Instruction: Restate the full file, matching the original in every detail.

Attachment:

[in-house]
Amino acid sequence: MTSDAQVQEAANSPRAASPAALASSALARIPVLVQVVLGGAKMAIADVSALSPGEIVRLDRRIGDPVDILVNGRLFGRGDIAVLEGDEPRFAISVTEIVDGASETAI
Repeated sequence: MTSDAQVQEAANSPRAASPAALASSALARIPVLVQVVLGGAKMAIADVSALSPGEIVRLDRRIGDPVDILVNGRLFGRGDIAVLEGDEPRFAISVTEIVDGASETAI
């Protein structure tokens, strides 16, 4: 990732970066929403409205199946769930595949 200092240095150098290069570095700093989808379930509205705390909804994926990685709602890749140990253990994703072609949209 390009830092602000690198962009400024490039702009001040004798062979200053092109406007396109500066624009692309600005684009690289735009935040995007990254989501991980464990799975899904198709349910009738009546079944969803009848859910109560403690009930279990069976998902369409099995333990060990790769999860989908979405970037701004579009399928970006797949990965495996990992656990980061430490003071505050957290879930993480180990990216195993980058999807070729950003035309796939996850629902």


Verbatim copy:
[in-house]
Amino acid sequence: MTSDAQVQEAANSPRAASPAALASSALARIPVLVQVVLGGAKMAIADVSALSPGEIVRLDRRIGDPVDILVNGRLFGRGDIAVLEGDEPRFAISVTEIVDGASETAI
Repeated sequence: MTSDAQVQEAANSPRAASPAALASSALARIPVLVQVVLGGAKMAIADVSALSPGEIVRLDRRIGDPVDILVNGRLFGRGDIAVLEGDEPRFAISVTEIVDGASETAI
């Protein structure tokens, strides 16, 4: 990732970066929403409205199946769930595949 200092240095150098290069570095700093989808379930509205705390909804994926990685709602890749140990253990994703072609949209 390009830092602000690198962009400024490039702009001040004798062979200053092109406007396109500066624009692309600005684009690289735009935040995007990254989501991980464990799975899904198709349910009738009546079944969803009848859910109560403690009930279990069976998902369409099995333990060990790769999860989908979405970037701004579009399928970006797949990965495996990992656990980061430490003071505050957290879930993480180990990216195993980058999807070729950003035309796939996850629902």